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The duodenum can be obstructed by atresia, stenosis, and pressure due to an extrinsic mass.
This anomaly is the 3rd most common atresia of the GI tract. The estimated incidence is 1 in 20,000 to 40,000 live births. Duodenal atresia is due to the failure of canalization of the embryonic duodenum. About 25 to 30% of infants with duodenal atresia have Down syndrome. Other congenital anomalies, particularly malrotation of the intestine, are present in about 65% of infants with duodenal atresia.
Diagnosis can be suspected prenatally if there is polyhydramnios, dilated bowel, ascites, or a combination. Infants with duodenal atresia present with polyhydramnios, feeding difficulties, and emesis that may be bilious. The diagnosis is suspected by symptoms and classic double-bubble x-ray findings—one bubble is in the stomach and the other is in the proximal duodenum; little to no air is in the distal gut. Although an upper GI series provides definitive diagnosis, it must be done carefully by a radiologist experienced with doing this procedure on children to avoid aspiration and is not typically necessary if surgery is to be done immediately. If surgery is to be delayed (eg, because other medical issues, such as respiratory distress syndrome, need to be stabilized), a contrast enema should be done to confirm that the double-bubble sign is not due to malrotation. Once the disorder is suspected, infants should receive nothing by mouth, and an NGT should be placed to decompress the stomach. Surgery is the definitive therapy.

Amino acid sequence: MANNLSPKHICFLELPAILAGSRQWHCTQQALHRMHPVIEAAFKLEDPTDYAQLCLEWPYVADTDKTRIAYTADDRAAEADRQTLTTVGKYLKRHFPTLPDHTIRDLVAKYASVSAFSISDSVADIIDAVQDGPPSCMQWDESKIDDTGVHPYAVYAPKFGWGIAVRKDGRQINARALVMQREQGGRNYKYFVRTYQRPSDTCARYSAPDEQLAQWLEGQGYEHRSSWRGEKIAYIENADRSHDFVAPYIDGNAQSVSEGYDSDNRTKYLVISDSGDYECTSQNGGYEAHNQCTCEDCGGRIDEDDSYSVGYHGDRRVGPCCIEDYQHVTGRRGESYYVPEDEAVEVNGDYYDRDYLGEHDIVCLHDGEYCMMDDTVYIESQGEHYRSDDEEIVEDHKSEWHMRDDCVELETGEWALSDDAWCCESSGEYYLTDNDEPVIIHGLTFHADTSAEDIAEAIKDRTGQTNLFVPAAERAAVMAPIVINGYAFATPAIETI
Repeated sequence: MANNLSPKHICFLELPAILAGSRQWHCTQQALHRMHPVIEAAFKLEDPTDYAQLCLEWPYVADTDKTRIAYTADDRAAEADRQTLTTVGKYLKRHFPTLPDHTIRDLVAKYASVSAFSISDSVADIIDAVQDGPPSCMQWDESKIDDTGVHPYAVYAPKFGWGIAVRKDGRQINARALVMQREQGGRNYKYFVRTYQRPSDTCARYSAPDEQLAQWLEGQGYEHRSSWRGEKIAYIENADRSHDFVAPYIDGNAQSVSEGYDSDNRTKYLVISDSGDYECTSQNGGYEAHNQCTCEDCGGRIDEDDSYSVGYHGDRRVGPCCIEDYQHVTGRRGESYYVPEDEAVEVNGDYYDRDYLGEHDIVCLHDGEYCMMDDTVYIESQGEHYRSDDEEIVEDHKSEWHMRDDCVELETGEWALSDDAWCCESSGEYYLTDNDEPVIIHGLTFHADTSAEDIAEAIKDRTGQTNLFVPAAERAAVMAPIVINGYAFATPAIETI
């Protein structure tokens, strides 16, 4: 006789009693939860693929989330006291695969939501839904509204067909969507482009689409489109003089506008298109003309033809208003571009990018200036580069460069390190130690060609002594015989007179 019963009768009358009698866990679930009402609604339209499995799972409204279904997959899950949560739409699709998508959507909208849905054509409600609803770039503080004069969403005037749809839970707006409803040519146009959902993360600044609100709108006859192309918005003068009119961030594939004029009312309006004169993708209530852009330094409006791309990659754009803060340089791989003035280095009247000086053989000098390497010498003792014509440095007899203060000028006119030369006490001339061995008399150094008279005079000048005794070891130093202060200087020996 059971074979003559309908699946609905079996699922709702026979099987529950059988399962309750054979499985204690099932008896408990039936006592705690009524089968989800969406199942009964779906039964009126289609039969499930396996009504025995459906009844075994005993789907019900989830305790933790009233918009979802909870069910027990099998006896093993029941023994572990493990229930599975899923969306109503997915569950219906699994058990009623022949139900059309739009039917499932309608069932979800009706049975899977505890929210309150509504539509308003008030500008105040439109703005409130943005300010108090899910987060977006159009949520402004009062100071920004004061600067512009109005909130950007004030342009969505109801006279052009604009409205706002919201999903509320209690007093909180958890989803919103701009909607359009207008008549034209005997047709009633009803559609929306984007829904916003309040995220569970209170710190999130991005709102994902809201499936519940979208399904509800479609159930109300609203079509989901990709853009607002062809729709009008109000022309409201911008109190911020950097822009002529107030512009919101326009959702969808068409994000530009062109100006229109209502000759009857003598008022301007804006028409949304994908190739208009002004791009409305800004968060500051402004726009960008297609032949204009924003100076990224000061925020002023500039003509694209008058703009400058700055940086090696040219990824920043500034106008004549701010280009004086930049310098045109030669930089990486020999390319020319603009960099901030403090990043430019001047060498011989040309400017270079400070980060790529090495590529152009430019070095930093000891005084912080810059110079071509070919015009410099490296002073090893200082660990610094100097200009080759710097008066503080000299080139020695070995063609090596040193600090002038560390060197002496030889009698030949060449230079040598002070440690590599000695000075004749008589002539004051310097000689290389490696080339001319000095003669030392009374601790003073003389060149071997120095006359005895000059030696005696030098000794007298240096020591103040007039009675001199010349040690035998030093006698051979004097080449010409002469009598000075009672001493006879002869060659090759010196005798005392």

These anomalies may obstruct the duodenum by extrinsic pressure.
Infants with choledochal cyst classically present with a triad of abdominal pain (a very difficult finding to infer in the neonate), right upper quadrant mass, and jaundice. If the cyst is large, it may also manifest with variable degrees of duodenal obstruction. Choledochal cyst is most commonly diagnosed by ultrasonography. Treatment is surgical and requires complete excision of the cyst because of the risk of developing cancer in the cyst remnants.
Annular pancreas is a rare congenital anomaly, often associated with Down syndrome, in which pancreatic tissue encircles the 2nd portion of the duodenum, causing duodenal obstruction; manifestation is usually during the neonatal period but may be delayed until adulthood. Neonates present with polyhydramnios, feeding problems, and emesis that may be bilious. The diagnosis can be suggested by an x-ray of the abdomen showing the same double-bubble sign seen in duodenal atresia. The diagnosis can also be made by an upper GI series and is more definitively made with CT or MRI. ERCP can be done in older children. Treatment is surgical bypass of the annular pancreas with duodenoduodenostomy or gastrojejunostomy.
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